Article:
I’ve already played a little South of France Q&A, but I want to take a moment to cover a few grapes and regions I didn’t get to cover in that first post. Specifically, I want to talk about the grapes that are grown throughout the broader South of France area and then zero in on Provence for a bit.
[Information based on WSET Level 3 material]
In my last post, I talked about most of the major red grape varieties found throughout the South of France:
- Grenache – said to be well suited to the warm, dry summer climate
- Syrah – more successful in the cooler sites
- Carignan – high in tannin, acidity, and color, but lacks fruit (Good blender then, no? Although there is a note here that the old vine Carignan on poorer soils can produce a more well-rounded, structured wine); FUN FACT: The grape was originally planted for its ability to produce large yields. Plantings have recently been reduced, but it’s still widely planted and permitted by all AC’s. (Way to rally, Carignan, way to rally…)
- Cinsault – predominantly used for rosés (blended with Grenache—the most typical rosé blend found in Provence), but also to add red fruit flavors to red blends
- Mourvédre – continues to stick with its theme and ripens most successfully in the warmest vineyard locations; adds richness, color, and complexity to those red blends; noted region for red wine based on Mourvédre: Bandol
While these are the more “regionally specific” red grapes, it’s also important to note a few “international” grapes that are also utilized in the region:
- Cabernet Sauvignon
- And I’m adding a bullet point here for Cabernet Franc even though it’s not listed in the book because I recently listened to a podcast featuring a winemaker from the South of France who is making single varietal Cabernet Franc.
Note, the thing about these other grapes is that they are usually used in blends that will be labeled with the generic IGP, Pays d’Oc, which covers the broader Languedoc-Roussillon region in the South of France. In reference to that winemaker working with Cabernet Franc, he was actually from Provence making wines in the Côte de Provence. He’s allowed to grow the grape (“You can do whatever you want,” he said.), but it cannot be labeled as Côte de Provence. As such, for him, that bottle is labeled with the uber generic Vin de France.
- Chardonnay and Sauvignon Blanc are the two most widely planted white grapes, predominantly used in IGP wines
- Viognier “small but significant plantings”
- Grenache Blanc used for dry wines with full bodies, low acidity, and soft, peachy fruitiness—and like a peach it bruises (not really, it oxidizes) easily, so is often used in a Rhône-style white blend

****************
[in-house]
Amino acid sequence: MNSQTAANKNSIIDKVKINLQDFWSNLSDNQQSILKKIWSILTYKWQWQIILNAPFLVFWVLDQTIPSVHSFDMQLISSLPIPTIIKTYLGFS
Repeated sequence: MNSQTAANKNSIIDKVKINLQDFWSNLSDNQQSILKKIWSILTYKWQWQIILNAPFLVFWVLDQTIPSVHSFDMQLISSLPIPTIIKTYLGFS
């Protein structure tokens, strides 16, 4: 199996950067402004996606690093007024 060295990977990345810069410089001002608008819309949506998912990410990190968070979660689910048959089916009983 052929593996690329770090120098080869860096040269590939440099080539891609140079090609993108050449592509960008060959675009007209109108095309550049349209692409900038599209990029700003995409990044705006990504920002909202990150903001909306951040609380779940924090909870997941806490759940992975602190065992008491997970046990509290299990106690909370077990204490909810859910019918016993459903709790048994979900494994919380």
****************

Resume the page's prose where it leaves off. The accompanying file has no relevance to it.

- Muscat can make a dry, “grapey” still wine, but is also often used to make a fortified sweet wine
- Picpoul I mentioned in that last post, the region Picpoul de Pinet is located quite close to the coast, so those cool sea breezes help retain the high acidity, green fruits, and citrus notes of the white grape
- Other Local Varieties Include: Mauzac (in Limoux) Maccabeu (in Roussillon)—I’ve not had either of these…what are they like?
I believe I covered most of the key points regarding the region of Languedoc-Roussillon in my first South of France post. (Of course, if I forgot something or if you have any questions or comments, please let me know…I’m here to learn after all.) So, today, I want to do a closer look at Provence, which I didn’t get too much of a chance to talk about before.
The terroir of Provence is quite eclectic, broken up by a range of hills. The mistral does roll through this region as well, which is actually helpful in drying out the vineyards after scattered, seasonal rains. But many vineyards that lie in the foothills of these ranges are protected from the harshness of both the wind and the weather. Note: The climate of Provence is still considered Mediterranean, but just as in Roussillon and Languedoc, there are areas that are influenced by the ocean as well.
Rosé is the name of the winemaking game here in Provence, with the predominant grape varieties being Grenache and Cinsault. These are typically dry, pale in color, and light-bodied.
Red wine is produced and is produced in a variety of styles, from light and fruity to full-bodied, barrel-aged versions.
The white wine grapes of note are Clairette and Rolle (aka Vermintino). These produce light, aromatic white wines.
Côte de Provence
Côte de Provence is the largest appellation in the greater Provence region. Rosé, again, is the majority of wine production here. There are three “pockets” of vineyards along the coast of Côte de Provence that each have their own AC. Bandol is the one to know, producing premium red wine based on Mourvédre. As we know, Mourvédre is the happiest in the warmest of regions, so here in Bandol, located on the coast, it’s happiest on the south-facing, terraced slopes. The resulting wines are dark, full-bodied with strong tannins. It is recommended to age these wines in bottle before enjoying, as they develop additional flavors of meat, game, bramble, and licorice-like flavors.
Alright, be honest, how did I do? Anything you want to add about Provence? Have you had a Provence wine you’d like to recommend? Maybe a non-rosé?
PS If you want to geek out a little bit more about Provence rosé rules, regulations, and…bottling choices…check out this article I wrote for our March issue at Wine Business Monthly: The Choice for Rosé Glass Bottles is…Clear
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